Narrow Dog to Wigan Pier by Terry Darlington – Book Review

Narrow Dog to Wigan Pier’ is a travel story about two 75-year olds, Terry Darlington and his wife Monica, journeying on a narrow boat along canals in Northern England, accompanied by their two whippets.  However there is much more to the book than that. It is also Terry Darlington’s autobiography and his personal reflections on matters great and small.

Narrow Dog to Wigan Pier - Book CoverI approached this book with some trepidation as I am neither a great dog lover nor a particular boating fan. I must admit that I nearly gave up in the first chapter, where the author bemoans his lack of success as a novelist. Lack of normal punctuation also threw me at first.

However, I ploughed on and gradually warmed to both the canal journeys and the author’s life story. In the end I found it to be a very entertaining and thought-provoking read that will particularly appeal to Seniors.

As a travel book, it has two aspects. First of all there is the description of the two canal trips, from the Midlands up to Lancaster and then a round trip via York. Secondly there are the author’s reflections on the many countries he has visited throughout his life.

I learnt a lot about narrow boat etiquette and how to handle sticking lock paddles, rough river crossings and claustrophobic tunnels under the Pennines. Interesting stuff demonstrating that advancing years are no bar to adventurous travel.

Throughout the canal journeys, the author adds his personal thoughts and pointed comments, based on a lifetime’s experience. Towards the end of his Lancaster journey, he visited Morecambe Bay and felt, as many do, the oppressive atmosphere where twenty-three cockle-pickers died in 2004. He has no doubt that much of the blame lies with the Health and Safety Executive – ‘you did not do your bloody job’.

Treacherous sands of Morecambe Bay

Treacherous sands of Morecambe Bay

When turning his boat round in York, he strongly castigates the local council for not providing safe wharfs for visitors to this great city. His appreciation of York Minster’s magnificent architecture is spoilt by a sermon being given by a ‘toff’ who wasn’t interested in being there.

I got to know and appreciate his whippets, Jim and Jess, key members of this floating household. When Jess almost lost a front leg after an accident when chasing ducks, the boat had to be berthed near Dewsbury for three weeks whilst she underwent treatment. Not the best of places to be stuck, but it gave the author plenty of time to think and write about his life. When Jess recovered, the author noted jokingly that the vet’s fees were as much as his medical bill when he fell ill in New York.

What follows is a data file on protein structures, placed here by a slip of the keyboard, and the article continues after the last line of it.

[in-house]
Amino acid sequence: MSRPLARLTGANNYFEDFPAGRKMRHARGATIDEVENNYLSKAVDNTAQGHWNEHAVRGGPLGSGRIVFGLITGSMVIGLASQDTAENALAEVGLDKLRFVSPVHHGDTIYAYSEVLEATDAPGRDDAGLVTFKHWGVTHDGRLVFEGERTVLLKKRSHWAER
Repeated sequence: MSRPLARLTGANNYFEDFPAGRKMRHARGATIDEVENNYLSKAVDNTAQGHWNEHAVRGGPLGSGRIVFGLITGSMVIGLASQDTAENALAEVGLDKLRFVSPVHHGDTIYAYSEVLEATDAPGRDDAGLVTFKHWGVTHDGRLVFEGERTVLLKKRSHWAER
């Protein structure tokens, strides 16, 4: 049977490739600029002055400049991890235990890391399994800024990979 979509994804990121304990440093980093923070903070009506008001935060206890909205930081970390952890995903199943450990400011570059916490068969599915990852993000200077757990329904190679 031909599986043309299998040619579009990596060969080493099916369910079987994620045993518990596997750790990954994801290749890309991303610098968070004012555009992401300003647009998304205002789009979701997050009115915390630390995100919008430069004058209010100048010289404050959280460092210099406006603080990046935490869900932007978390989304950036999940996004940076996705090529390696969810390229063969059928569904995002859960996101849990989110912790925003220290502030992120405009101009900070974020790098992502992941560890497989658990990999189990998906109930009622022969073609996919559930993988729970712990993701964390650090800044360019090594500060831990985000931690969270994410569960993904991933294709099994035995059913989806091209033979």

The second travel aspect of this book, his reflections on countries he visited over the last 50 years, starts with a bit of a mix-up. On his first trip to South East Asia, he was disappointed to find that Bangkok was in Thailand and not Tibet; hence he could find no yaks or holy men with the wisdom of Shangri-La!

San Francisco - 'The best city in the world'

San Francisco – ‘The best city in the world’

He enjoyed having a gin sling at Raffles Hotel in Singapore and declared the Airport Hotel in Lagos to be the worst in the world with the best music. I have stayed myself at both, and fully concur, as also I do with his description of San Francisco as ‘the best city in the world’ (well certainly it’s in my Top Ten Cities) and the Buddhist monument of Borobudur in Java being ‘up there with Stonehenge, St Paul’s, Paradise Lost’.

The intermingled autobiographical parts of this book start with the war years, which he spent in his home town of Pembroke Dock, but rapidly move on to follow the author’s relentless search for success over a whole range of ventures, including business, marathon running and organising a literary society.

As a Senior I can empathise with many aspects of his life. I was also one of the ‘lower order’ types who had the cheek to go to Oxbridge. I also taught HND students at a Tech College and carried out highly dubious government contracts in the Far East, before running my own business. So I found many of his entertaining comments and descriptions to be very pertinent.

Who would this book appeal to? Well obviously to those who enjoy traveling on canal boats and to dog lovers.  But much wider than that, I believe anyone who enjoys travel with adventure will find this book enthralling, both the canal journeys and his wider world travel.

I also strongly recommend this book to Seniors who wish to muse over the last 60 years or so, and see how the various twists and turns of their lives compare with those of the author’s, against the background of cultural and political changes. Quite intriguing. It resulted in my reading the book twice – something very unusual for me!

It is published in paperback by Bantam Books, London, 2013 (ISBN 9780857500632) and can be obtained at a discounted price from Waterstones, with free UK delivery, and from the Book Depository, with free world-wide delivery.

Terry Darlington’s has published two other books: ‘Narrow Dog to Carcassonne’ and ‘Narrow Dog to Indian River’. Both are obtainable from the above book suppliers.

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